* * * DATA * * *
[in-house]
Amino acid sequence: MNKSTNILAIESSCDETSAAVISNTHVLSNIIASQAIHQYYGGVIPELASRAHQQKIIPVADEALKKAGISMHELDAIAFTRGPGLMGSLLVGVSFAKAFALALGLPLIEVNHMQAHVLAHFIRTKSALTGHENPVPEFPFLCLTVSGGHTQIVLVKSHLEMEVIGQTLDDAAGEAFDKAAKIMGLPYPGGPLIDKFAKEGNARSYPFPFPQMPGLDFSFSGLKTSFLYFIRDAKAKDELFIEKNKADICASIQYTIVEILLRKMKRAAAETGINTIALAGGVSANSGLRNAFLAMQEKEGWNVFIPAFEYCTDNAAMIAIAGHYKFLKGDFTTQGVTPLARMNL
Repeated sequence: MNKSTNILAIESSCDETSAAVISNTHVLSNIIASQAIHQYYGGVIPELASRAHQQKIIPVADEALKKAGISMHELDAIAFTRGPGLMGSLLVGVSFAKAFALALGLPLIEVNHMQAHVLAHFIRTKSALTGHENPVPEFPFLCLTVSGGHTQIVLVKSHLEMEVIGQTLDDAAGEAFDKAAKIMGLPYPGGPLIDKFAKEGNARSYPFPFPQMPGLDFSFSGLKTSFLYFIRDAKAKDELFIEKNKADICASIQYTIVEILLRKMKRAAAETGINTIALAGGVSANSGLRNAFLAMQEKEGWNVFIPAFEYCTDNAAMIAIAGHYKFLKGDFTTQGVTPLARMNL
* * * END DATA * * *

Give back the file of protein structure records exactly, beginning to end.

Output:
[in-house]
Amino acid sequence: MNKSTNILAIESSCDETSAAVISNTHVLSNIIASQAIHQYYGGVIPELASRAHQQKIIPVADEALKKAGISMHELDAIAFTRGPGLMGSLLVGVSFAKAFALALGLPLIEVNHMQAHVLAHFIRTKSALTGHENPVPEFPFLCLTVSGGHTQIVLVKSHLEMEVIGQTLDDAAGEAFDKAAKIMGLPYPGGPLIDKFAKEGNARSYPFPFPQMPGLDFSFSGLKTSFLYFIRDAKAKDELFIEKNKADICASIQYTIVEILLRKMKRAAAETGINTIALAGGVSANSGLRNAFLAMQEKEGWNVFIPAFEYCTDNAAMIAIAGHYKFLKGDFTTQGVTPLARMNL
Repeated sequence: MNKSTNILAIESSCDETSAAVISNTHVLSNIIASQAIHQYYGGVIPELASRAHQQKIIPVADEALKKAGISMHELDAIAFTRGPGLMGSLLVGVSFAKAFALALGLPLIEVNHMQAHVLAHFIRTKSALTGHENPVPEFPFLCLTVSGGHTQIVLVKSHLEMEVIGQTLDDAAGEAFDKAAKIMGLPYPGGPLIDKFAKEGNARSYPFPFPQMPGLDFSFSGLKTSFLYFIRDAKAKDELFIEKNKADICASIQYTIVEILLRKMKRAAAETGINTIALAGGVSANSGLRNAFLAMQEKEGWNVFIPAFEYCTDNAAMIAIAGHYKFLKGDFTTQGVTPLARMNL